Two of the main sources of Celtic material are collections of songs and prayers published late last century and early this century. Alexander Carmichael collected poems and prayers in the Scottish Highlands and Islands during the course of his work as a customs officers. These were translated and published in the six volumes of the the Carmina Gadelica. Douglas Hyde's collection of Irish songs was published as Religious Songs. Both collections have saved the oral tradition of Celtic spirituality of both areas and form a rich resource available today.

1. Its model of mission - spreading the faith by relationships, living the truth, sharing it around hearth, home and through families. Also by the example of the peregrini - the Spirit-led wanderers who went wherever they were led and sowed their gospel of God's love, presence and activity in the whole of life.
2. It was a "church without walls", never seeking to build large church buildings or congregations. No Celtic church foundations larger than 20 metres in length have been found in Celtic areas built in the period from 500-1200AD. For them the heart of the faith was expressed through family connections and community relationships.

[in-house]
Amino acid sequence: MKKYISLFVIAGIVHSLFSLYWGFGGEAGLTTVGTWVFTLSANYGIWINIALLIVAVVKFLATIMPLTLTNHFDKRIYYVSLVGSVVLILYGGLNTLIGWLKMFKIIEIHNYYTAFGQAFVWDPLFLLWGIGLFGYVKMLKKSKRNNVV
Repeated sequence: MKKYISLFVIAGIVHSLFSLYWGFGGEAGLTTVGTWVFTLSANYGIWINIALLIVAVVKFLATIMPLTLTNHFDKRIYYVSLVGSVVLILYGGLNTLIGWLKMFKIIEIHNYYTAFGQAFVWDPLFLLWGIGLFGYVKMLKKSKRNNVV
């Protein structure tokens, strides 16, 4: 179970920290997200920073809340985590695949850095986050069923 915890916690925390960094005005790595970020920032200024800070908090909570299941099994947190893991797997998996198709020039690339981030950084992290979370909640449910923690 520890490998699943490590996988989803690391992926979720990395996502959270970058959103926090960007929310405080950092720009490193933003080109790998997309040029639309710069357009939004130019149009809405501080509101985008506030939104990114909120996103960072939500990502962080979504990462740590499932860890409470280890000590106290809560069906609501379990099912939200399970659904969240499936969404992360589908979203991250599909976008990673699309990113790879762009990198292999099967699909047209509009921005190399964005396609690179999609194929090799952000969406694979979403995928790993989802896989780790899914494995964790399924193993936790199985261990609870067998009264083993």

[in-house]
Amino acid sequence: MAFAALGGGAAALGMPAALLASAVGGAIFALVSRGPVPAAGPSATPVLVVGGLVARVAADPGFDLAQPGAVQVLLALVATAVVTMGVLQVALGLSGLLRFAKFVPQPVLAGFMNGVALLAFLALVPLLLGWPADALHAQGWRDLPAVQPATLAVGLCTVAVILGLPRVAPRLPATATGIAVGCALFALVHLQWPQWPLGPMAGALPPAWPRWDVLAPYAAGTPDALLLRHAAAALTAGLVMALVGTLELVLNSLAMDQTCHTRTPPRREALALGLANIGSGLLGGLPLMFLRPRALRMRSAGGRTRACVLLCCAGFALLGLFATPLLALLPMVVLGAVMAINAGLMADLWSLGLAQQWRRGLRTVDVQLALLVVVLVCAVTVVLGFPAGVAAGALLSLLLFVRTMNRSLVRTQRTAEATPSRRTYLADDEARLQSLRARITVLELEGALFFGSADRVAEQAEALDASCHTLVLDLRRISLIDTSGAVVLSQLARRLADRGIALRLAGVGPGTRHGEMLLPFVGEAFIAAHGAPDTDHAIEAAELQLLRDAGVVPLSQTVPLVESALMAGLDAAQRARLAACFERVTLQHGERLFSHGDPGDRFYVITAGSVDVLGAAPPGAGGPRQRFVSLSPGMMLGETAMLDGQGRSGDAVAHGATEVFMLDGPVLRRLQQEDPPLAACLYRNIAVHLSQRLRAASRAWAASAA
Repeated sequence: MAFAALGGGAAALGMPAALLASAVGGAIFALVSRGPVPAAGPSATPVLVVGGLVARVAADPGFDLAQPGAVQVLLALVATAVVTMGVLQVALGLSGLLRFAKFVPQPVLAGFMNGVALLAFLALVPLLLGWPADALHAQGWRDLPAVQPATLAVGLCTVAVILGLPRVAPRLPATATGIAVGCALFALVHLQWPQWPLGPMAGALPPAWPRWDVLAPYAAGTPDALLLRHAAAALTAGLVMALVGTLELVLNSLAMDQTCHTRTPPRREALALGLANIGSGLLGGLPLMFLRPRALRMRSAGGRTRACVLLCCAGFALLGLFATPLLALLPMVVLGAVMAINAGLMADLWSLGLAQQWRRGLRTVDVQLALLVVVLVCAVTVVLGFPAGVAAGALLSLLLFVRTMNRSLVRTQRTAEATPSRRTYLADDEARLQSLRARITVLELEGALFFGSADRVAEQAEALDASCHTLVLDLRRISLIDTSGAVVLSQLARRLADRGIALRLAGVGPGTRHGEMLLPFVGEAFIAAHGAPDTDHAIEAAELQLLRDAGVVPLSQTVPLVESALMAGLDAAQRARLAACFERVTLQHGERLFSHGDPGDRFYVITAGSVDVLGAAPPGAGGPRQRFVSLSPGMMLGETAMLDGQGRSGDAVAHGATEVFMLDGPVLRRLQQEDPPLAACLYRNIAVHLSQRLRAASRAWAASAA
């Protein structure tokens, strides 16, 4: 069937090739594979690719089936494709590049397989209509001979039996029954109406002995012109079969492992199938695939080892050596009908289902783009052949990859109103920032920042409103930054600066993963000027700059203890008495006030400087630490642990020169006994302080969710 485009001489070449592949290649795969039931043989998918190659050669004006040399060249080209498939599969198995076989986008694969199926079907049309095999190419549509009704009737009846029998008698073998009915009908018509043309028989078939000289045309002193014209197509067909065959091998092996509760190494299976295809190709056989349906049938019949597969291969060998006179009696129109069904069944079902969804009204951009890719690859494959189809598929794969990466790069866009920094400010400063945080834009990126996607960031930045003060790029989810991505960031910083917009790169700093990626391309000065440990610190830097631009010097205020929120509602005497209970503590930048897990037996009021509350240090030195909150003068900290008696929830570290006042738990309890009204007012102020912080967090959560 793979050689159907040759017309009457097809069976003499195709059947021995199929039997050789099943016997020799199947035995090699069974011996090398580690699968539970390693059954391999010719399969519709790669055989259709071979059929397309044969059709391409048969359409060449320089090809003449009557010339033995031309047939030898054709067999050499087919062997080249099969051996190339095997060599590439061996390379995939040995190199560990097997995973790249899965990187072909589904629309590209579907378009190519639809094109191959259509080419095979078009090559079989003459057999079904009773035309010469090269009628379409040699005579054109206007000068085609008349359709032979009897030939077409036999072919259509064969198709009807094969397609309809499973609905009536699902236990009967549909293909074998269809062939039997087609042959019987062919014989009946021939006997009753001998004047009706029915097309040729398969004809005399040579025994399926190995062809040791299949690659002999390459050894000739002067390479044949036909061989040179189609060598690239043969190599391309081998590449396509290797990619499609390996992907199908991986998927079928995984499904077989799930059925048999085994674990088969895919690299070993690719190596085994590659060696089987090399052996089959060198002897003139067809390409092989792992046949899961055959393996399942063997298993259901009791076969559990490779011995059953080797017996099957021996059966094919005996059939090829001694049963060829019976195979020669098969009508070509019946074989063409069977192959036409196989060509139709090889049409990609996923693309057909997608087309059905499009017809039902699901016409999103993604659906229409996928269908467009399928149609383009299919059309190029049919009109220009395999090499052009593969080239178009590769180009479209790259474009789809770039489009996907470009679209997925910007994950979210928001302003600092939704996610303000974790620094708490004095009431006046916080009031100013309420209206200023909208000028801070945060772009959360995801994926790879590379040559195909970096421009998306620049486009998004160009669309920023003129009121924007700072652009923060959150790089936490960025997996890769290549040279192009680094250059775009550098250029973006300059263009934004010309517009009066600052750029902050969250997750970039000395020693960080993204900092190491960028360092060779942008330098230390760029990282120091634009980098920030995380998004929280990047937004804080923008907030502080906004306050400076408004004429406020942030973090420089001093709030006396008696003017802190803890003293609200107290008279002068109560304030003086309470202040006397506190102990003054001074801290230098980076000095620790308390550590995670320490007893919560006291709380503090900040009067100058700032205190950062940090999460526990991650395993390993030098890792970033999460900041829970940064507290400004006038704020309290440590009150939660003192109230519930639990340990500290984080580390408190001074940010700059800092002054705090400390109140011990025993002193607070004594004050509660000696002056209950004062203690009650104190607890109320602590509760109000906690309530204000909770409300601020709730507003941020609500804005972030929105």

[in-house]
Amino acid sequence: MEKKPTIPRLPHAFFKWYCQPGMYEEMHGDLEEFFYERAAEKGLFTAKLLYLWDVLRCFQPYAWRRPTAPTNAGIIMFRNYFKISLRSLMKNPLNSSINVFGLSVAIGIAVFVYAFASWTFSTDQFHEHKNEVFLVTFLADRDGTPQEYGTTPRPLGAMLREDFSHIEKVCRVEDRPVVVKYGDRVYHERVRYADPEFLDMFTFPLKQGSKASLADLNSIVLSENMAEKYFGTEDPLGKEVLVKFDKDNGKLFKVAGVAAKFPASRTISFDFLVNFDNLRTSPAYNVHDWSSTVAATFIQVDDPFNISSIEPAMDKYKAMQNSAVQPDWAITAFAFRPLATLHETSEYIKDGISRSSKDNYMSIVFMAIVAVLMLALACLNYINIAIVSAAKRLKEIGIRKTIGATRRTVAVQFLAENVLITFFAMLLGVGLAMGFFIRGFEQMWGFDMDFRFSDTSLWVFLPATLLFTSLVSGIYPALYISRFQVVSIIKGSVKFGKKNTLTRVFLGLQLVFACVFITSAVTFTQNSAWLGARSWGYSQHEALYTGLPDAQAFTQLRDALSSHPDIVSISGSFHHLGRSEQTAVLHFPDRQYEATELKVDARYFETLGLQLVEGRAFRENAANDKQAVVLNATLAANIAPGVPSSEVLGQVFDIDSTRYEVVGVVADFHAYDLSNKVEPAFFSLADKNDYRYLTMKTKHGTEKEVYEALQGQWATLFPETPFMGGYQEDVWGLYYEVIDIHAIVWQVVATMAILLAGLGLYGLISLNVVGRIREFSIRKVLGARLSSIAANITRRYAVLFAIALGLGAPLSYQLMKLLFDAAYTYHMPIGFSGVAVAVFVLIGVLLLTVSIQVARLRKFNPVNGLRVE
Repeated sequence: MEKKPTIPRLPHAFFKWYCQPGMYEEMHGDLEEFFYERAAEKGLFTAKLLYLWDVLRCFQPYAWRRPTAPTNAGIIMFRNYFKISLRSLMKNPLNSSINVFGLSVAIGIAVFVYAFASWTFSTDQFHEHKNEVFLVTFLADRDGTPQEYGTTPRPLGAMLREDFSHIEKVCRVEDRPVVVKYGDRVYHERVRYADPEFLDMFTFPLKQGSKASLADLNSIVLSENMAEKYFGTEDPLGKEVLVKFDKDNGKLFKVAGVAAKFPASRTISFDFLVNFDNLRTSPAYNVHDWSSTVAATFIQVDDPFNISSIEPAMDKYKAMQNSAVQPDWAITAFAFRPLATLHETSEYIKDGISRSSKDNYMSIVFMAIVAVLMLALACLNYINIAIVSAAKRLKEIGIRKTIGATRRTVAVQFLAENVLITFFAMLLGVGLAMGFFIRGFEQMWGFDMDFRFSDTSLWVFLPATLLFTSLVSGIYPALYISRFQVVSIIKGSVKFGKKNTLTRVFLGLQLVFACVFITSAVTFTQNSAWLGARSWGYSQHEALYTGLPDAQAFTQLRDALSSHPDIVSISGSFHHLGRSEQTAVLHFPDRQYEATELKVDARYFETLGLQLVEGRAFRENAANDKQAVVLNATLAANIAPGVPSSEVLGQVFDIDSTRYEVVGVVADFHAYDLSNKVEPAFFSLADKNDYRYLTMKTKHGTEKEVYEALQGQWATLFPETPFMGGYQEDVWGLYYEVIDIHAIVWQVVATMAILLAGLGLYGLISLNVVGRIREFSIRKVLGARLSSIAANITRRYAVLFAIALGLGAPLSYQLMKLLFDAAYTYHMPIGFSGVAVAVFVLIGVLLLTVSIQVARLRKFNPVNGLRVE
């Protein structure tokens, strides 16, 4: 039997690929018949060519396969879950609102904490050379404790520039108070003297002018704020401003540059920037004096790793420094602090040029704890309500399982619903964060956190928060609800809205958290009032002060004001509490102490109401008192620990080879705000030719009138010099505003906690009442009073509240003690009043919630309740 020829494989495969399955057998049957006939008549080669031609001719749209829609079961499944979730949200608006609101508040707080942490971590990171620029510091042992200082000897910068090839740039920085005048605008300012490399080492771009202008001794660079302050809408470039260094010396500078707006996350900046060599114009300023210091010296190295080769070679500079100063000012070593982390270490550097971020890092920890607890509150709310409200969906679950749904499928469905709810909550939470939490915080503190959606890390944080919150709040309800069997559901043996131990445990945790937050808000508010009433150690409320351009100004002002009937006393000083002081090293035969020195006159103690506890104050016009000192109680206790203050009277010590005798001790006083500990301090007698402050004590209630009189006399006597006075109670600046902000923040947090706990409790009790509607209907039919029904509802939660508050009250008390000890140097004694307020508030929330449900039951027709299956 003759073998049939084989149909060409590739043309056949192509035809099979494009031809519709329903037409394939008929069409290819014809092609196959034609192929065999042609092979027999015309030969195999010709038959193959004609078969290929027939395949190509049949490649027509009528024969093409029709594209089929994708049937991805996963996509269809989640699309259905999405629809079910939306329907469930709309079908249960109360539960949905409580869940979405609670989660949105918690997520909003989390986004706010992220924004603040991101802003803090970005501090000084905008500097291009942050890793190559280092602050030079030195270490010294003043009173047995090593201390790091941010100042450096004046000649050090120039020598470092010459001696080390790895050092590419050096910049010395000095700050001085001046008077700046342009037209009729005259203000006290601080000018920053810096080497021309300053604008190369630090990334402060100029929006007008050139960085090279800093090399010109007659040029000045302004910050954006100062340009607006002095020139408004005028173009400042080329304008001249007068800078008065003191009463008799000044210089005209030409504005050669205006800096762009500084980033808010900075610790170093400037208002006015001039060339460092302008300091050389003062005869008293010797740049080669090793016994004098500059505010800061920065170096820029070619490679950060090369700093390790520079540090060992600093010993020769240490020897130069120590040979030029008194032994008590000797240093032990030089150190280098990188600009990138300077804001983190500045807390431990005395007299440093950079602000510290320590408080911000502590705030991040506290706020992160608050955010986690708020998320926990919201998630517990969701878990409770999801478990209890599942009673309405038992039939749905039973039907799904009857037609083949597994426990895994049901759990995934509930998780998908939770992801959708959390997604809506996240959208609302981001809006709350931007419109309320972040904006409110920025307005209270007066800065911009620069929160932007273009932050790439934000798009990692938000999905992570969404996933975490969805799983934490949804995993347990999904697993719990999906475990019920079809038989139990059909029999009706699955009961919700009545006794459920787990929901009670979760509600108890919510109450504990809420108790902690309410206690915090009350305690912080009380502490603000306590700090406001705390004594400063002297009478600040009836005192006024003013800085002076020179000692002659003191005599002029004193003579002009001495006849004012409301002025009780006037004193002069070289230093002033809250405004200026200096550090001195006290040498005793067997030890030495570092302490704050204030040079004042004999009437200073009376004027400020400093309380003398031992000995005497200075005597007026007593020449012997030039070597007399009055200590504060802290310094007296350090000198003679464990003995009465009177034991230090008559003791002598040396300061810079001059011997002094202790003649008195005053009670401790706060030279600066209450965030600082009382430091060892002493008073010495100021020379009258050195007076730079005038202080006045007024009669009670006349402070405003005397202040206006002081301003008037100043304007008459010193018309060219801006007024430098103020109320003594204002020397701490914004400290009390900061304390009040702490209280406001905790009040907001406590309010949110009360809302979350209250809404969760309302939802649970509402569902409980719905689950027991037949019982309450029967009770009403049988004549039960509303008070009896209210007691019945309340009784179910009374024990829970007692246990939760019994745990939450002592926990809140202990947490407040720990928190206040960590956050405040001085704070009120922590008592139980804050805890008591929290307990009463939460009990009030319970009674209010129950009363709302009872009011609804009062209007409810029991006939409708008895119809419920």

3. The "religious imagination" - that is, the frame of mind and heart that sees, knows and experiences God in life. Rationalism has devastated our age and robbed us of this delicate faculty for the loving and enjoying of God. It is this failure of the age of enlightenment that is turning our age back to richer ways of seeing and being.
4. The immanence and exuberant presence of God in creation and every aspect of life and death. "The earth is the Lords, and the fullness thereof!"
5. The trinitarian structure of Christian faith - not expressed in any doctrinairre way or as a theory or doctrine to barney about but the warm discoveries of God in the richness of ways God is God among us.